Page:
Indian wars and pioneers of Texas / by John Henry Brown. Page: 481 of 894
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INDIAN WARS AND PIONEERS OF TEXAS.
Sam Houston. He was the first sheriff of and
built the first cotton gin in Montgomery County.
Samuel H. Smith grew up in Montgomery,
Grimes and Guadalupe counties and in 1857 moved
to Bee County and engaged in stock raising. In
1861 he espoused the Confederate cause and joined
Downley's company, First Texas Cavalry. He
was made Lieutenant of the company, then Assistant
Quartermaster, later Captain and finally Major.
He also served through several campaigns as Commissary
of Buschell's brigade. At the close of
the war he returned to Bee County, where he engaged
in raising, buying and shipping cattle. He
was one of the chief promoters of the enterprise
that resulted in the establishment of a meat-packing
house near Rockport, which for a time did a large
business. In 1867 he located in Aransas County,
in order to secure beef cattle for this packing
house. His operations in stock were on an extensive
and successful scale and he built up a considerable
fortune in ranch lands, cattle and real estate
in and about Rockport, of which thriving little
city he was thereafter (until the time of his death,
which occurred at Rockport, April 25th, 1895), an
esteemed and influential citizen.
He took, also, a prominent part in securing
harbor improvements at Aransas Pass and was an
officer of the first company organized for that purpose.
September 15th, 1874, he married Miss Clara
Hynes, daughter of Judge John Hynes, a pioneer
who came to Texas with his father from Ohio, in
1836 and located on Hynes Bay, in Refugio County,
where he was one of the first white settlers. He
served as County Judge of Refugio County and
was for many years an honored and exemplary
citizen of that county, dying there at his home on
Hynes' Bay, in 1887, at sixty-three years of age.
Mrs. Smith was born in Corpus Christi, Texas,
December 29, 1854.
She has seven children: Tiny, John H. and
James H. (twins), William H., and Samuel H.
(twins), Grace and Hynes.
Maj. Smith was for two terms Mayor of the
city of Rockport and was vice-president of the
Aransas Pass First National Bank.
The family are all members of the Catholic
Church. Maj. Smith embraced that faith before
ROBERT M. WILLIAMSON,
(" THREE-LEGGED WILLIE.")
Was born in Georgia; in early life was afflicted
with white swelling, which stiffened one of his
knees; moved to Texas and located at San Felipe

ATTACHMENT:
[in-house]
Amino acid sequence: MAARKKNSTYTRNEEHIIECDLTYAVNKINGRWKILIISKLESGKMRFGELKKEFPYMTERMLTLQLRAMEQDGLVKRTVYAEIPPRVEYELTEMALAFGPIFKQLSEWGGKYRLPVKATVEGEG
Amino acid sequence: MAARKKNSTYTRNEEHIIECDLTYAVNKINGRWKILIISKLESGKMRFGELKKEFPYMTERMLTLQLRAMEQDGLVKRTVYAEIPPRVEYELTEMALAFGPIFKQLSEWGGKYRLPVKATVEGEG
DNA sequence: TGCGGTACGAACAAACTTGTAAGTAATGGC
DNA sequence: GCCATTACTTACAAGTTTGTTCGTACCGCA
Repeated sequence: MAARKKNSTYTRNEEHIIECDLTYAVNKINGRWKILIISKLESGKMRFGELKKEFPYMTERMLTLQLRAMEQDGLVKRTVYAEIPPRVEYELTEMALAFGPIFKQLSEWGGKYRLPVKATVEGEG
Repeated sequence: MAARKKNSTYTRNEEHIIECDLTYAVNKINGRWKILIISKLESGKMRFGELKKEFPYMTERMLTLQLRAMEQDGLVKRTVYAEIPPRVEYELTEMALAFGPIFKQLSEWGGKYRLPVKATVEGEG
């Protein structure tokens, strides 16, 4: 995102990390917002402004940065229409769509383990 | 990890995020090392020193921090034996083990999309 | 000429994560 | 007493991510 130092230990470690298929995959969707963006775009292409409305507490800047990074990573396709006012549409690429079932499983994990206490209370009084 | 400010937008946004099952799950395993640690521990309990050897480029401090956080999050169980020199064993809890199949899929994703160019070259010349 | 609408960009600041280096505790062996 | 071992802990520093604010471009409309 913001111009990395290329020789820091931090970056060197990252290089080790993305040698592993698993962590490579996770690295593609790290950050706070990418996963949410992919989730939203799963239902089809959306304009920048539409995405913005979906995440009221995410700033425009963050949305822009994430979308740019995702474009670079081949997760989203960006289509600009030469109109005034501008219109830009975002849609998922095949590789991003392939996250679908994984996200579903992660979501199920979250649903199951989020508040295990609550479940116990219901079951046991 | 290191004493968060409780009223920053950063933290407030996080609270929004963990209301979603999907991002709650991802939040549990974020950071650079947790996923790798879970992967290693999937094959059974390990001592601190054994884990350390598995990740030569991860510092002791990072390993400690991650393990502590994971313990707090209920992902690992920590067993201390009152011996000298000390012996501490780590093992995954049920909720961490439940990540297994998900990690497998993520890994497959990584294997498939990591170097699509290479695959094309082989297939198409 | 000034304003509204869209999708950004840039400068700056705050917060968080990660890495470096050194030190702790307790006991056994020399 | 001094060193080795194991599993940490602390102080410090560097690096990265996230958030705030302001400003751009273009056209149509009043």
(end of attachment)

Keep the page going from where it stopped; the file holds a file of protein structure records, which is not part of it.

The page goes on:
in 1827 and engaged in the practice of law; was
Alcalde in 1834; was Captain of a company that
served against the Indians in 1835, and was a member
of a Committee of Safety at Bastrop, where he
then lived; served in the General Consultation of
that year; was District Judge in 1836; was elected
to the Texas Congress in 1840 and until annexation
was re-elected to that body from Washington
County; and for several years represented that
county in the State Senate after annexation. In
1857 he had a severe attack of sickness, which
seriously affected his intellect. " The death of his
wife," says Thrall, " a daughter of Col. Edwards,
of Wharton County, occurred shortly afterwards.
From these combined shocks his mind never entirely
recovered, until the time of his death, which transpired
peacefully and calmly on the 22d of December,
1859, in Wharton County."
Alluding to the one fault, or failing, that he possessed,
one of the " fears of the brave and follies
of the wise," which was to be ascribed to the temper
of the times in which a large portion of his life was
spent, the wild and disorderly state of society then
existing, a biographer in recording his demise closes
the notice with the following sentence:"May
I supplicate for Robert M. Williamson
(who, if he was a great sinner, was also a great
sufferer) the kind charity of all Christians, and
close this article with the following lines, from the
Light-House, which no voice sang so sweetly as his
life's closing hour, when the trembling soul flies
And death stills the heart's last emotion,
Oh! then may the seraph of mercy arise,
Like a star on eternity's ocean.'"
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Brown, John Henry. Indian wars and pioneers of Texas / by John Henry Brown., book, 1880~; Austin, Tex.. (texashistory.unt.edu/ark:/67531/metapth6725/m1/481/: accessed October 17, 2017), University of North Texas Libraries, The Portal to Texas History, texashistory.unt.edu; .